There is nothing new about the abuse of Indian migrants working in the Gulf countries. Stories of mental, physical and sexual abuse are commonplace and the fact that most Indians who have to deal with this come from the labour class means they rarely have any power to do something about it. Without legal protections on their side, however, migrants are now finding two new weapons: Cellphone cameras and social media.
The above video of three Indian men being hit by their Saudi employer while brandishing a wooden plank, first was sent via WhatsApp to the family members of the men, according to the NewsMinute. This then made its way to more WhatsApp groups and eventually went online, reminding people of other instances when videos managed to capture the routine abuse meted out to South Asian migrants in the Gulf.
The video travelled wide enough to come to the notice of External Affairs Minister Sushma Swaraj, who took action on it the matter.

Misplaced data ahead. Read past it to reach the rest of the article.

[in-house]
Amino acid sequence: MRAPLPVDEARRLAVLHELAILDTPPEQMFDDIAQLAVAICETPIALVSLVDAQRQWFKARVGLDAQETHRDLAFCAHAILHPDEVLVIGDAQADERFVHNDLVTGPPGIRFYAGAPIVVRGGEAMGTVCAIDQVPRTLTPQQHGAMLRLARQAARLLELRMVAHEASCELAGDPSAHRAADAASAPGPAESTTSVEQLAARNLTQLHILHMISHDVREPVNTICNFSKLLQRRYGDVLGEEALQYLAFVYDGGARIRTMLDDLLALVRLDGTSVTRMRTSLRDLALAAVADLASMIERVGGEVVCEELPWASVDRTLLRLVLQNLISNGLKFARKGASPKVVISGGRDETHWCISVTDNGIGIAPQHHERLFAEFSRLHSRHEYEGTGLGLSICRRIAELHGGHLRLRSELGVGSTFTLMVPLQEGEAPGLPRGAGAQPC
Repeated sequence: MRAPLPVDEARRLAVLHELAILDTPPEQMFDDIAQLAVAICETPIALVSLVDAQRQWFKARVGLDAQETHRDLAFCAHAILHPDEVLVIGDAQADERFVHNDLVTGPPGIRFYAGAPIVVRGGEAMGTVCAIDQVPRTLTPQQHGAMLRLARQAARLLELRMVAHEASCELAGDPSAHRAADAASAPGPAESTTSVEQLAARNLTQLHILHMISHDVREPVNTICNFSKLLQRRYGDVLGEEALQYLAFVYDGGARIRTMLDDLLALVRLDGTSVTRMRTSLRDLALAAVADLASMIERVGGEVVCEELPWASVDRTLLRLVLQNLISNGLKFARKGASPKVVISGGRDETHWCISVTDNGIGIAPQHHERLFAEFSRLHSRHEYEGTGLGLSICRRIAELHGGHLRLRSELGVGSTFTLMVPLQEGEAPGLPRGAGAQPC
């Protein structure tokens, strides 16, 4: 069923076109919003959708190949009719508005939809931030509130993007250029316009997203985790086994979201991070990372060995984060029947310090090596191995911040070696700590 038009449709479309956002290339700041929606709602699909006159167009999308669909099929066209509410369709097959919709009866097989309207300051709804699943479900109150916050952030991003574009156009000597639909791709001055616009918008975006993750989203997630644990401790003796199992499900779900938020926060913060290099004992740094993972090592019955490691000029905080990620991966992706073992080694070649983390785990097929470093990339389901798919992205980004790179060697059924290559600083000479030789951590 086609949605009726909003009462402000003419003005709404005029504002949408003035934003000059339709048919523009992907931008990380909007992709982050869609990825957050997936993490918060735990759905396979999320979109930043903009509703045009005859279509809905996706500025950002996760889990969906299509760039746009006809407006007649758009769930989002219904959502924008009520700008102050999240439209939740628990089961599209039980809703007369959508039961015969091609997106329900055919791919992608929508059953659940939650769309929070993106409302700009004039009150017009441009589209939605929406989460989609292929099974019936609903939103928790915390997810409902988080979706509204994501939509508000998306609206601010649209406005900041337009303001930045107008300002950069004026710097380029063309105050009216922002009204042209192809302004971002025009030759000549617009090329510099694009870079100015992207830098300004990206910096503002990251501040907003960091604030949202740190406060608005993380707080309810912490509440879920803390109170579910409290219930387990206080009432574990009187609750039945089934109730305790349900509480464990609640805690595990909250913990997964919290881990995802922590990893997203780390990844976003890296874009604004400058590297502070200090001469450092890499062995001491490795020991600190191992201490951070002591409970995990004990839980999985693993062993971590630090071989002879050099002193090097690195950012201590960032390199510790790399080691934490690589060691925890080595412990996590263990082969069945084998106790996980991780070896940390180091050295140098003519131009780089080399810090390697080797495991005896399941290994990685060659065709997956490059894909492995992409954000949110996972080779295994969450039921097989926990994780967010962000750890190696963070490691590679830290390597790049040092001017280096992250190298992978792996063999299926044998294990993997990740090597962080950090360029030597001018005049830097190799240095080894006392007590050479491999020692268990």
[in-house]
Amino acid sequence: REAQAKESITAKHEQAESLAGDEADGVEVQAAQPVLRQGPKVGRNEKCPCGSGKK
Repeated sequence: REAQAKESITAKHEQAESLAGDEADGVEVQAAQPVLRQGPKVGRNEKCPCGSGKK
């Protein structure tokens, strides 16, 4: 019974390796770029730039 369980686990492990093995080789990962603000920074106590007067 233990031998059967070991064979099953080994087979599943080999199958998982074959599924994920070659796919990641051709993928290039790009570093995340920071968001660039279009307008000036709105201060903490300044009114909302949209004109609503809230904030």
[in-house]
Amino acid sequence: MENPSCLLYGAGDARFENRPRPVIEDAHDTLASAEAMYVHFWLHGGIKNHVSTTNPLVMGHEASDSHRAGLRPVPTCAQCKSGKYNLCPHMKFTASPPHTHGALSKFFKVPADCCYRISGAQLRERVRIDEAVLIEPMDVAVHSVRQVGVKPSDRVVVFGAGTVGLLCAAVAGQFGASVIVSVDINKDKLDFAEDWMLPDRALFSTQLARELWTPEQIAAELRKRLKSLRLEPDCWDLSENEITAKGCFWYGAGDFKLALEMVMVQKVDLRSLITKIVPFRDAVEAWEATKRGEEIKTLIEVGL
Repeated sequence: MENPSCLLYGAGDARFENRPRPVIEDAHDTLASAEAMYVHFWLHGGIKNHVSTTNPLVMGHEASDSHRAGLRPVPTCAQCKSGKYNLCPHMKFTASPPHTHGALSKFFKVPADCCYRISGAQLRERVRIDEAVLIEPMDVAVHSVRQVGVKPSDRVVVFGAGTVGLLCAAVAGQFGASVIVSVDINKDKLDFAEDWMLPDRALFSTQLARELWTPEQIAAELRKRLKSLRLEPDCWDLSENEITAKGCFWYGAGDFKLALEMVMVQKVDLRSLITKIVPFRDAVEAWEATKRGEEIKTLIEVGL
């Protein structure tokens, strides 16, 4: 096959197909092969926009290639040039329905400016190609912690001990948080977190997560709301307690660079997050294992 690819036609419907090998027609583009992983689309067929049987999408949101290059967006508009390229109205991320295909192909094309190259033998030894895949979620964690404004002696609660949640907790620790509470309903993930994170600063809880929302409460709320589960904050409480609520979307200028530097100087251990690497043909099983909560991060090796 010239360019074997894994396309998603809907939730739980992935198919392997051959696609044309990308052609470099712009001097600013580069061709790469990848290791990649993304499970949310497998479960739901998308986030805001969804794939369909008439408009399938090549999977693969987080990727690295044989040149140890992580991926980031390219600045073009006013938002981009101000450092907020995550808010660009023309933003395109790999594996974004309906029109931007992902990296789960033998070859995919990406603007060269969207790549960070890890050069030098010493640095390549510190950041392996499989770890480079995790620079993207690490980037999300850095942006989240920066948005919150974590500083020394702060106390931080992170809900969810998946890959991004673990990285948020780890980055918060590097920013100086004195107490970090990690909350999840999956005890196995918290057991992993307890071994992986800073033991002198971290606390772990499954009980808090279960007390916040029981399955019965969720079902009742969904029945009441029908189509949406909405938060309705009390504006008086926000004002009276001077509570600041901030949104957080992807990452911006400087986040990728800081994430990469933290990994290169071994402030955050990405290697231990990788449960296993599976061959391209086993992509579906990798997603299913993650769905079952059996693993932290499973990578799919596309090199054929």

Reports suggested the men were from Haripad, in North Kerala, and had been taken to Saudi Arabia expecting to work as electricians and mechanics. Instead, they were forced to work in a brick manufacturing company. They have now, according to the minister, been given police protection, and a promise that the ministry will follow up on their case.
Sadly this type of story is far too common in the Gulf. Local laws in the country are heavily weighed in favour of the employers, who in many cases have the right to hold on to the passports of the migrant labourers, meaning they cannot even leave the country if they wish to.
This unequal relationship means employees are frequently misled, promised one kind of a job at a certain salary and given something else entirely. And because there is little that they can do to fight back, they're often kept in awful conditions, exploited and physically as well as sexually abused. Cellphone videos and stories like this might make a dent, but until the Indian government as well as the policymakers in those countries make serious efforts to end human rights abuses, there will be many more such instances.